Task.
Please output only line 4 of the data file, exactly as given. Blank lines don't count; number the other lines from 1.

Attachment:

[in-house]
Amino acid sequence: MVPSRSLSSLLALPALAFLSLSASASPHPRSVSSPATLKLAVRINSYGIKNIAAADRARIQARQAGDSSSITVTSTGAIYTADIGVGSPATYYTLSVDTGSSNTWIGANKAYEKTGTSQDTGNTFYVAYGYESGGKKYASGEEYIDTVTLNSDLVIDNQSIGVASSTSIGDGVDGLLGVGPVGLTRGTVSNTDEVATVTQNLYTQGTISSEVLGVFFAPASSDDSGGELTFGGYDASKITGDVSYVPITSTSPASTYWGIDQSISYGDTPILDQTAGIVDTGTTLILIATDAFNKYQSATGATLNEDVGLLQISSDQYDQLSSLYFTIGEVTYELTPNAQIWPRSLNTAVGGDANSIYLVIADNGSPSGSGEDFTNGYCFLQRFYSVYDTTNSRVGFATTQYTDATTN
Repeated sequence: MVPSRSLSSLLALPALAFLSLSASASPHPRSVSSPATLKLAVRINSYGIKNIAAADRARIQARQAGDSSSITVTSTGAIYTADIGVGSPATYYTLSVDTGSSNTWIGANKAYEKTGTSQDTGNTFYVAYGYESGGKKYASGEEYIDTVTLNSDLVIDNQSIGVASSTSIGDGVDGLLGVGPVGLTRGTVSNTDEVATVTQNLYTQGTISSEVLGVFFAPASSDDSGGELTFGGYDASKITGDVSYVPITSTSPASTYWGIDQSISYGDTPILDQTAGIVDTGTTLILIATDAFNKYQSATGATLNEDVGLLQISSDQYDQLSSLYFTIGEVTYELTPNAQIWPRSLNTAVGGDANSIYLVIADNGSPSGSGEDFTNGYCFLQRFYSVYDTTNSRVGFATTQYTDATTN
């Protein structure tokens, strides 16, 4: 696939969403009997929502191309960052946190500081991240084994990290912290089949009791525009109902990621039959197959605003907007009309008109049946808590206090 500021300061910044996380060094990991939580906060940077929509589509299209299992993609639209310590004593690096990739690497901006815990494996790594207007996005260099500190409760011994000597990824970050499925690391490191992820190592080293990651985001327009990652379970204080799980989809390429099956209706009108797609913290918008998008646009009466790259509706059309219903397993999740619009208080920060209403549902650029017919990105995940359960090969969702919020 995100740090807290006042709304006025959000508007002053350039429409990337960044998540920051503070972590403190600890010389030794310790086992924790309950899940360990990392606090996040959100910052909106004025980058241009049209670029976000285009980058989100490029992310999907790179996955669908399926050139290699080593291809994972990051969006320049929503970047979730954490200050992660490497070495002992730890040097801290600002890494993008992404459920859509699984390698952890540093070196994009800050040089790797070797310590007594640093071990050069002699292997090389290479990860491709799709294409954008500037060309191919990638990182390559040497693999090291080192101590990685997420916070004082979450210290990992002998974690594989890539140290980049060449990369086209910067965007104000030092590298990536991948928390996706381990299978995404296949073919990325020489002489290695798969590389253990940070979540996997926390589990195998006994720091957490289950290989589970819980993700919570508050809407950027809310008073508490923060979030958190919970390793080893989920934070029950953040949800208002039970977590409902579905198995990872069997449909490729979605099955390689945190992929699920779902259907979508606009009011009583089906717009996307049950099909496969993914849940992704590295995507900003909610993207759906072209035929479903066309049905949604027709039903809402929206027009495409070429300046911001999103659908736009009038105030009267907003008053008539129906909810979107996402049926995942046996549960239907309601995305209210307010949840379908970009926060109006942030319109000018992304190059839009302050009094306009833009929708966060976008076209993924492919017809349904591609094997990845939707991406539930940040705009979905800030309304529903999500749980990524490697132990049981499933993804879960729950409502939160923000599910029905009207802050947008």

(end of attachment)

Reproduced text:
């Protein structure tokens, strides 16, 4: 696939969403009997929502191309960052946190500081991240084994990290912290089949009791525009109902990621039959197959605003907007009309008109049946808590206090 500021300061910044996380060094990991939580906060940077929509589509299209299992993609639209310590004593690096990739690497901006815990494996790594207007996005260099500190409760011994000597990824970050499925690391490191992820190592080293990651985001327009990652379970204080799980989809390429099956209706009108797609913290918008998008646009009466790259509706059309219903397993999740619009208080920060209403549902650029017919990105995940359960090969969702919020 995100740090807290006042709304006025959000508007002053350039429409990337960044998540920051503070972590403190600890010389030794310790086992924790309950899940360990990392606090996040959100910052909106004025980058241009049209670029976000285009980058989100490029992310999907790179996955669908399926050139290699080593291809994972990051969006320049929503970047979730954490200050992660490497070495002992730890040097801290600002890494993008992404459920859509699984390698952890540093070196994009800050040089790797070797310590007594640093071990050069002699292997090389290479990860491709799709294409954008500037060309191919990638990182390559040497693999090291080192101590990685997420916070004082979450210290990992002998974690594989890539140290980049060449990369086209910067965007104000030092590298990536991948928390996706381990299978995404296949073919990325020489002489290695798969590389253990940070979540996997926390589990195998006994720091957490289950290989589970819980993700919570508050809407950027809310008073508490923060979030958190919970390793080893989920934070029950953040949800208002039970977590409902579905198995990872069997449909490729979605099955390689945190992929699920779902259907979508606009009011009583089906717009996307049950099909496969993914849940992704590295995507900003909610993207759906072209035929479903066309049905949604027709039903809402929206027009495409070429300046911001999103659908736009009038105030009267907003008053008539129906909810979107996402049926995942046996549960239907309601995305209210307010949840379908970009926060109006942030319109000018992304190059839009302050009094306009833009929708966060976008076209993924492919017809349904591609094997990845939707991406539930940040705009979905800030309304529903999500749980990524490697132990049981499933993804879960729950409502939160923000599910029905009207802050947008």